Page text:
LAW DYSON

Private 025162, Army Ordnance Corps (EEF)

Died 7th December 1917 aged 48

Buried Alexandria (Hadra) War Memorial Cemetery, Egypt

Husband of Mary Ann Dyson

Lived 16, Back Lane, Heckmondwike


Law was born on 25th February 1869 at Lower Bank End, South Crossland, Huddersfield, the youngest of the twelve children of Henry Dyson a Woollen Spinner from Honley and Mary Heywood (Haywood) from Wigan. They had married at All Hallows Parish Church, Almondbury on May 7th 1846.  However Law never knew his mother as she died aged 40, one month after he was born.  Law and his older brother Sam were baptised five months later at Holy Trinity church, South Crossland.  The family were textile workers and they had moved to Halifax by 1881 when Law, aged 12, was working as a Woollen Spinner.  He later became a Blacksmith.

On the 21st February 1891 Law married Mary Ann Wignall of Brighouse Fields, Rastrick at St Mary’s Church Elland.  They had moved to Heckmondwike by 1903.  On the 1911 census, Law has written the names of their eight children, all of whom were living with them at 27, Croft Street, Heckmondwike.

In 1914 at Cleckheaton, Law enlisted into the Army, joining the Northumberland Fusiliers as Private 16970.  He was later transferred into the Army Ordnance Corps, which became the Royal Ordnance Corps in 1918.  Law was sent to Egypt in the spring of 1917 with the Egyptian Expeditionary Force (EEF), to man one of the large logistic supply bases that had been established in the Egyptian canal-zone.

The Army Ordnance Corps (AOC) was responsible for the repair and maintenance of weapons and vehicles associated with weapons, such as gun limbers, gun carriages, ammunition wagons, harnesses, saddles and other leather accoutrements.  The Corps also ran mobile repair and maintenance workshops, which were attached to army corps. The men of the Army Ordnance Corps were store-men and clerks, responsible for ordering, storage and issue, tradesmen such as blacksmiths, fitters, wheelers, welders, electricians, carpenters, saddlers tentmakers, armourers and armament artificers who were responsible for the more demanding aspects of weapon wear.  Law’s skills as a blacksmith would have made him an obvious choice for transfer to that unit.  As with the rest of the British Army the AOC was transformed by the First World War.  Both the sheer scale of the war and the increasing technical complexity created an organisational structure that, in its outlines, survives today.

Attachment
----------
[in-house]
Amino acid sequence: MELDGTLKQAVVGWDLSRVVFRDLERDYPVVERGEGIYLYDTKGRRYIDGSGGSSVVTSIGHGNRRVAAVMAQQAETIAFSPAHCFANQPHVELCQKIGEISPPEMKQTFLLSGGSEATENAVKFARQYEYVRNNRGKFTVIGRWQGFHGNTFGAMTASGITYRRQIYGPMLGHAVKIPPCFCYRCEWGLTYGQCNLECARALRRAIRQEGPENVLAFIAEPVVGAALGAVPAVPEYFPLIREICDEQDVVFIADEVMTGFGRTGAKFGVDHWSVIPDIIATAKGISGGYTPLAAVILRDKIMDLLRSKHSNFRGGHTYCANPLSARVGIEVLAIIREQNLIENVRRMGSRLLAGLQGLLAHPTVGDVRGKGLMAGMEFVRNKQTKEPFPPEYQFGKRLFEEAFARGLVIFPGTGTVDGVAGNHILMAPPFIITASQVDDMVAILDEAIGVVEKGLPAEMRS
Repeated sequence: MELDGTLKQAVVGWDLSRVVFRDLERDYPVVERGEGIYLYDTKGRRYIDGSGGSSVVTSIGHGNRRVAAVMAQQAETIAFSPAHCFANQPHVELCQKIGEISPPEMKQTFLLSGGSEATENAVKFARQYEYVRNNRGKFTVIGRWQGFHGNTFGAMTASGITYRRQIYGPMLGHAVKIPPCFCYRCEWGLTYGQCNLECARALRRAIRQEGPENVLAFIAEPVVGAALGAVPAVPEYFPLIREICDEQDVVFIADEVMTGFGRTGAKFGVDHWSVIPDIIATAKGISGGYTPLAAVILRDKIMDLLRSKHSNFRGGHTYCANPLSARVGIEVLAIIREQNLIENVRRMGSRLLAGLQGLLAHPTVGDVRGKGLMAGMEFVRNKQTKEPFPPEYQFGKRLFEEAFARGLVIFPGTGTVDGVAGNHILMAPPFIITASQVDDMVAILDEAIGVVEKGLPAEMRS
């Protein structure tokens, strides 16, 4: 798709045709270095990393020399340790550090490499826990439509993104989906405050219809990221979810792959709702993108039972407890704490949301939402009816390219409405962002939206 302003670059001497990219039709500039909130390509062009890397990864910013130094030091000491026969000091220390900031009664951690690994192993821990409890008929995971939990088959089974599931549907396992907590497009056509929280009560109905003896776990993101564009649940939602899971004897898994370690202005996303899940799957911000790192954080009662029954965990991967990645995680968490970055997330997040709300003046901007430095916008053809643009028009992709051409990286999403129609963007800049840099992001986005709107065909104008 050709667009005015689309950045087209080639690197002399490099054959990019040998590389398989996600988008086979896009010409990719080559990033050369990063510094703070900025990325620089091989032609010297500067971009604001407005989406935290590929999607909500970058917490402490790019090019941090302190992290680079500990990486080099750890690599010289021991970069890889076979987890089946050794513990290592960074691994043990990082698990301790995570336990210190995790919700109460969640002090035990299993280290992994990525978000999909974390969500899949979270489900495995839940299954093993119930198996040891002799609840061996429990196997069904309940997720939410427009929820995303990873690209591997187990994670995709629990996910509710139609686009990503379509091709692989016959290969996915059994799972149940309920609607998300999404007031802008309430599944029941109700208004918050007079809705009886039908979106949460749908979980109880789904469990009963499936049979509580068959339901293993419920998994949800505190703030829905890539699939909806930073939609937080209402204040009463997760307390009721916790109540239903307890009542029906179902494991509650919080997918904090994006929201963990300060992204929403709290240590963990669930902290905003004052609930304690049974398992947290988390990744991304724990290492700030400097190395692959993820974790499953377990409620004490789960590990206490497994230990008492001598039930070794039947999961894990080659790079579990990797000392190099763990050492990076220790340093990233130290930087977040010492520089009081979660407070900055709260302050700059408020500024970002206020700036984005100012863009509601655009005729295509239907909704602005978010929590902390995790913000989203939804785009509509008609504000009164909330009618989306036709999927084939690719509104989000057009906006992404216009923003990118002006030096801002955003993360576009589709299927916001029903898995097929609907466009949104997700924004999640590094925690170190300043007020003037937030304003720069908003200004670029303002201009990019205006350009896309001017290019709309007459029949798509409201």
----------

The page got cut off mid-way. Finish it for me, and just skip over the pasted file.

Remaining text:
The Cleckheaton Advertiser and Spenborough Times newspaper published on Thursday 13th December 1917 reported that “News has reached Mrs Dyson of Back Lane, Heckmondwike of the death of her husband Private Law Dyson, from dysentery, whilst serving in Egypt. A telegram was received on the 4th inst. saying he was seriously ill, and on the Tuesday of this week another 'wire' followed reporting his death.  The deceased soldier joined the army three years ago, and was first attached the Northumberland Fusiliers but later transferred to the AOC.  He had been in Egypt about eight months and at the time of his death was in hospital in Alexandria.  Before the war he worked for Messrs Broadbent’s, Walkley Lane, Heckmondwike.  He was 48 years of age.  Two of his sons, James and Harry are in the Army.  The latter is in hospital in Derbyshire”.

Law was 48 when he died, one of the oldest of the Heckmondwike men known to have given his life for his country in The Great War.

Medals: British and Victory
Commemorated:  St Saviour’s Memorial within Heckmondwike Parish Church; Green Park Memorial and the Vellum Memorial Book.

James Dyson is recorded alongside his father in the Memorial Book as living at 16, Back Lane, Heckmondwike.
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